While meat is browning, to crock add: 1/2 C chicken broth, 2 tablespoons brandy (I keep a small bottle of Christian Brother's on hand—not good enough to drink…but good enough to use in cooking—just a couple of tablespoons makes a big difference in soups, stews, and even French toast), 1.5 teaspoons dried thyme, a bit of fresh or dried parsley, 3 oz (1/2 small can) tomato paste, bay leaf.  Stir.  Add meat to crock.  

Lastly, add 1/2 C red wine to deglaze and scrape up any browned bits, pour into crockpot. Stir again. Cover and follow crockpot's time/instructions for stew. About an hour before it's done, brighten and freshen with 1 Tablespoon of red wine. Stir, re-lid, and cook till done! :)

"No…not quite as good as Julia's, but it's a nice way to have dinner mess done and cleaned up in the morning!" ~ Janine 

Tuesday, October 16, 2012

Pan-seared steaks with Shallot Sauce

Pan-seared steaks with Shallot Sauce

A perfect recipe for a grass-fed steak, this is one of my old favorites from Bon Appetit. It can easily be increased for family portions. Plus, I just love this sauce, so be generous with your ingredients to have extra to spoon on.

Serves 2

2 steaks of your choice
1/2 cup beef broth
3 tablespoons sherry wine vinegar
1 1/2 tablespoons chilled butter
1/4 teaspoon dried tarragon



Sprinkle steaks with salt and pepper. Heat medium skillet over medium heat. Add steaks and cook about 4 minuters per side for rare. Transfer to heated plates to retain heat (I put my plates on a traditional toaster and toast the plates on the lowest setting - be sure your plates are heat safe!).  Add remaining ingredients to skillet. Boil until sauce thickens, scraping up any browned bits, about 3 minutes. Spoon sauce over steaks.

Tuscan Pot Roast


Tuscan Pot Roast

A nice tomato-based, red wine infused gravy comes along with this lovely roast recipe.

1/3 cup olive oil
1 2.5-3 lb bottom round pot roast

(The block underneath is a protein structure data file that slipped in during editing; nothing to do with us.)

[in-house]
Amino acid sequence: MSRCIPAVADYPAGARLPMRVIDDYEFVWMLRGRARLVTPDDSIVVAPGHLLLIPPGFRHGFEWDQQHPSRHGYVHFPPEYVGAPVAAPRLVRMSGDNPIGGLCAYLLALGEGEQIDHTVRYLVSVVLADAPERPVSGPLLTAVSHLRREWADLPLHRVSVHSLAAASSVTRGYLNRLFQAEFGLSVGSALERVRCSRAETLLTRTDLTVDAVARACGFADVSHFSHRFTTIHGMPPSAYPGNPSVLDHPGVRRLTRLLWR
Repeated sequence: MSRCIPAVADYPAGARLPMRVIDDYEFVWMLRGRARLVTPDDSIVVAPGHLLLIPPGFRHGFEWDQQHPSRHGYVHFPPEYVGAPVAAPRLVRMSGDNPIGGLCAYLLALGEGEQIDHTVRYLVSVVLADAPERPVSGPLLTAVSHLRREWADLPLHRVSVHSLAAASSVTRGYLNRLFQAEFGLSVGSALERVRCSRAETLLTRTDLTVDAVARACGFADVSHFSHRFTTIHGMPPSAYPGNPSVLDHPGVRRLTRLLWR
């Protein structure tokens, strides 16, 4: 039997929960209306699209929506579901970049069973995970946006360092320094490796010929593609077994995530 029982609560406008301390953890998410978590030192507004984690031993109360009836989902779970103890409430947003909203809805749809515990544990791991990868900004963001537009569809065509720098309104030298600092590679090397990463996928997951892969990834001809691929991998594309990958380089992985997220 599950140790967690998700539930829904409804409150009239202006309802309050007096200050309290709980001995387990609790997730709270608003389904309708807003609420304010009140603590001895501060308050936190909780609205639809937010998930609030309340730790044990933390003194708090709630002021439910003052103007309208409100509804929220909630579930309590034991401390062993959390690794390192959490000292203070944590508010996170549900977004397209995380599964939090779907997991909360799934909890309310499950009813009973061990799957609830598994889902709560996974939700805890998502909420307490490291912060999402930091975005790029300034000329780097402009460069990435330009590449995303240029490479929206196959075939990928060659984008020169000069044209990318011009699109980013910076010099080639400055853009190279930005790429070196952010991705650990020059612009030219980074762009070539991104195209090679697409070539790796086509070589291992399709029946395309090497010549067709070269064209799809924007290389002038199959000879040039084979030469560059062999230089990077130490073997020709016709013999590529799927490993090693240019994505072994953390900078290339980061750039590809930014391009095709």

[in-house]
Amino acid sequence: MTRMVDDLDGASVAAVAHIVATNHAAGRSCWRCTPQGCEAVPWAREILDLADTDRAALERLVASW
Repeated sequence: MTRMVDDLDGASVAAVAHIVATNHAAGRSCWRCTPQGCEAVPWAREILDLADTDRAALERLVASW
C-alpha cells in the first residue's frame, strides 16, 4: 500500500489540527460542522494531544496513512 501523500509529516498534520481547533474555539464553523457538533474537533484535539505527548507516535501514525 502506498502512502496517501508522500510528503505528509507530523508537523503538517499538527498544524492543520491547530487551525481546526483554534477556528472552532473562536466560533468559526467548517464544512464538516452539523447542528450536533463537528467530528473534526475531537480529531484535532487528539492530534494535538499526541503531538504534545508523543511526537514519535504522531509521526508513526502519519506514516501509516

2 large onions, quartered
2 celery stalks, thinly sliced
2 large carrots, thinly sliced
3 garlic cloves, minced
1 6-oz can tomato paste
1 cup dry red wine
1.5 oz package dried mushrooms (optional)
1 T kosher salt
1 tsp dried oregano
1 28 oz can chopped tomatoes, drained


Heat the oil in a large skillet over med-hi heat and brown the roast on all sides. Transfer the roast to a 4-6 quart slow cooker. To the fat remaining in the skillet, add the onions, celery, carrots, and garlic.  Cook, stirring frequently, about 10 minutes. Add tomato paste and coat vegetables. Add to cooker. Add wine to skillet to deglaze, scrape up browned bits. Add to cooker. Then add mushrooms, oregano and tomatoes. Cook 8 hours on low heat or 4 hours on high heat. (See Cook's Notes below.)

To make a thicker gravy o
nce cook time is complete,  mix 1/2 cup of the liquid and 1 teaspoon flour in a small bowl. Wisk until flour is incorporated into liquid and has thickened it into somewhat of a paste.  Add it back into the liquid with the meat and stir until completely combined.   

Cook's Notes:  I like to choose a longer cook time for more tender results.  Additionally, if time allows, about 1 hour before cooking is complete, remove roast and slice into 1/2 inch slices.  Return meat slices to cooker to finish out the cook time.  Pour any juices from your cutting board back into cooker.  This also creates a more tender roast.

Monday, October 1, 2012

Pork Cutlets with Rosemary, Sage and Dijon Wine Sauce